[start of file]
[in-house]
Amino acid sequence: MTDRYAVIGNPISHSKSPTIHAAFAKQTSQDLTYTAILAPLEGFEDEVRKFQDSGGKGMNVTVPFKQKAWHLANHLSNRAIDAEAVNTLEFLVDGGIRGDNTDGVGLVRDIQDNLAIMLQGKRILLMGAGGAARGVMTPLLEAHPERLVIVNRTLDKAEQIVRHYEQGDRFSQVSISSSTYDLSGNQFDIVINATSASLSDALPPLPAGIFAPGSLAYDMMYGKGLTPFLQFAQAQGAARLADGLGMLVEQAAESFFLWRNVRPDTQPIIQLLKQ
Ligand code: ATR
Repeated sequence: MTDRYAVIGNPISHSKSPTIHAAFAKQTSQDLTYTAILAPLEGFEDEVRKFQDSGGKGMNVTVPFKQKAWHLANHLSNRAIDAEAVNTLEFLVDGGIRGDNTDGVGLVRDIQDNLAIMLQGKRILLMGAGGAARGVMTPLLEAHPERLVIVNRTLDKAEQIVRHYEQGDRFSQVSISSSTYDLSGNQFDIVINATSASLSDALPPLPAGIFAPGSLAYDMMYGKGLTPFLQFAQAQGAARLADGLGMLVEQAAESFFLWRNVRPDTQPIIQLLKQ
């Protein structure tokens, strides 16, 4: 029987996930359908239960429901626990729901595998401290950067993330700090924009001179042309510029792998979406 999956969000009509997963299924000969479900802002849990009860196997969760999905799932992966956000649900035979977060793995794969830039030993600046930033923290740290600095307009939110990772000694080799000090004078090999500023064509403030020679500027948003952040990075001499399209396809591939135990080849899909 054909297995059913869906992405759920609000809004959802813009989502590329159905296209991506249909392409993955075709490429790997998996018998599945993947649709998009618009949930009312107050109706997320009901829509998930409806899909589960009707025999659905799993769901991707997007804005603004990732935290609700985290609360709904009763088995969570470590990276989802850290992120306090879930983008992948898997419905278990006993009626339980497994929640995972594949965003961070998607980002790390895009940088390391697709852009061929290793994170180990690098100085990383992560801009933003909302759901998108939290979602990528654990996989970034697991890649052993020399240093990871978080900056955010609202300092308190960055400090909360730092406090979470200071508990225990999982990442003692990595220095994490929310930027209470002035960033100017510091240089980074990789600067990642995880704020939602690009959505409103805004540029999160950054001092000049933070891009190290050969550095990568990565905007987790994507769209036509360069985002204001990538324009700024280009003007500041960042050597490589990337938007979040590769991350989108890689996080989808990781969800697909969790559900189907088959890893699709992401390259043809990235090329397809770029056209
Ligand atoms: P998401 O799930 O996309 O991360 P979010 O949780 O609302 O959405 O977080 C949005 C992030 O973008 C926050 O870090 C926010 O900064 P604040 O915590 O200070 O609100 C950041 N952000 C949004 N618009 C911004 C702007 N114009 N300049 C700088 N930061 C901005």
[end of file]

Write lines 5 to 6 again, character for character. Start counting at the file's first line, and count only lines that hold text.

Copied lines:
């Protein structure tokens, strides 16, 4: 029987996930359908239960429901626990729901595998401290950067993330700090924009001179042309510029792998979406 999956969000009509997963299924000969479900802002849990009860196997969760999905799932992966956000649900035979977060793995794969830039030993600046930033923290740290600095307009939110990772000694080799000090004078090999500023064509403030020679500027948003952040990075001499399209396809591939135990080849899909 054909297995059913869906992405759920609000809004959802813009989502590329159905296209991506249909392409993955075709490429790997998996018998599945993947649709998009618009949930009312107050109706997320009901829509998930409806899909589960009707025999659905799993769901991707997007804005603004990732935290609700985290609360709904009763088995969570470590990276989802850290992120306090879930983008992948898997419905278990006993009626339980497994929640995972594949965003961070998607980002790390895009940088390391697709852009061929290793994170180990690098100085990383992560801009933003909302759901998108939290979602990528654990996989970034697991890649052993020399240093990871978080900056955010609202300092308190960055400090909360730092406090979470200071508990225990999982990442003692990595220095994490929310930027209470002035960033100017510091240089980074990789600067990642995880704020939602690009959505409103805004540029999160950054001092000049933070891009190290050969550095990568990565905007987790994507769209036509360069985002204001990538324009700024280009003007500041960042050597490589990337938007979040590769991350989108890689996080989808990781969800697909969790559900189907088959890893699709992401390259043809990235090329397809770029056209
Ligand atoms: P998401 O799930 O996309 O991360 P979010 O949780 O609302 O959405 O977080 C949005 C992030 O973008 C926050 O870090 C926010 O900064 P604040 O915590 O200070 O609100 C950041 N952000 C949004 N618009 C911004 C702007 N114009 N300049 C700088 N930061 C901005």